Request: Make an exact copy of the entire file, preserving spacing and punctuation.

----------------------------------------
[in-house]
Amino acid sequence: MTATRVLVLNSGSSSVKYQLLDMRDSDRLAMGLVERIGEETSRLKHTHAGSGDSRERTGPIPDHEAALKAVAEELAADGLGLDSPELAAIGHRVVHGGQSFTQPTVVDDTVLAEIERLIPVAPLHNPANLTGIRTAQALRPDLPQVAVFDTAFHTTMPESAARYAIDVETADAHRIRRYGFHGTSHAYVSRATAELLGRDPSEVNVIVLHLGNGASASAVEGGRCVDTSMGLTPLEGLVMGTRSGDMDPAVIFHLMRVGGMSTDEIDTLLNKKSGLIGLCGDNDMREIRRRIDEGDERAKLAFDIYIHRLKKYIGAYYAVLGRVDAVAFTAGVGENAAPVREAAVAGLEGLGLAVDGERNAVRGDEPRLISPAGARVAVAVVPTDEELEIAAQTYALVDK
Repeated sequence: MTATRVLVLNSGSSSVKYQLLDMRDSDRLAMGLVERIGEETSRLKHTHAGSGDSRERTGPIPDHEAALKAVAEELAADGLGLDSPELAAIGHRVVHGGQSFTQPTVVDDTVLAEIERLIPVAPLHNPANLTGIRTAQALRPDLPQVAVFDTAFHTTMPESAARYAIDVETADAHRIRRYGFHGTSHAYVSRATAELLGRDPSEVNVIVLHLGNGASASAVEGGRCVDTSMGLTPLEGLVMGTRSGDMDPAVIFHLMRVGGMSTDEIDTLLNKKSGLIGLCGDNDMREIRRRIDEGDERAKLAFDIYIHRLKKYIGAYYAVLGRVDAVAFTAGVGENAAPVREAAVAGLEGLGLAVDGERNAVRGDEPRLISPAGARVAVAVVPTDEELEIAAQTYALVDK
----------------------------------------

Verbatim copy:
[in-house]
Amino acid sequence: MTATRVLVLNSGSSSVKYQLLDMRDSDRLAMGLVERIGEETSRLKHTHAGSGDSRERTGPIPDHEAALKAVAEELAADGLGLDSPELAAIGHRVVHGGQSFTQPTVVDDTVLAEIERLIPVAPLHNPANLTGIRTAQALRPDLPQVAVFDTAFHTTMPESAARYAIDVETADAHRIRRYGFHGTSHAYVSRATAELLGRDPSEVNVIVLHLGNGASASAVEGGRCVDTSMGLTPLEGLVMGTRSGDMDPAVIFHLMRVGGMSTDEIDTLLNKKSGLIGLCGDNDMREIRRRIDEGDERAKLAFDIYIHRLKKYIGAYYAVLGRVDAVAFTAGVGENAAPVREAAVAGLEGLGLAVDGERNAVRGDEPRLISPAGARVAVAVVPTDEELEIAAQTYALVDK
Repeated sequence: MTATRVLVLNSGSSSVKYQLLDMRDSDRLAMGLVERIGEETSRLKHTHAGSGDSRERTGPIPDHEAALKAVAEELAADGLGLDSPELAAIGHRVVHGGQSFTQPTVVDDTVLAEIERLIPVAPLHNPANLTGIRTAQALRPDLPQVAVFDTAFHTTMPESAARYAIDVETADAHRIRRYGFHGTSHAYVSRATAELLGRDPSEVNVIVLHLGNGASASAVEGGRCVDTSMGLTPLEGLVMGTRSGDMDPAVIFHLMRVGGMSTDEIDTLLNKKSGLIGLCGDNDMREIRRRIDEGDERAKLAFDIYIHRLKKYIGAYYAVLGRVDAVAFTAGVGENAAPVREAAVAGLEGLGLAVDGERNAVRGDEPRLISPAGARVAVAVVPTDEELEIAAQTYALVDK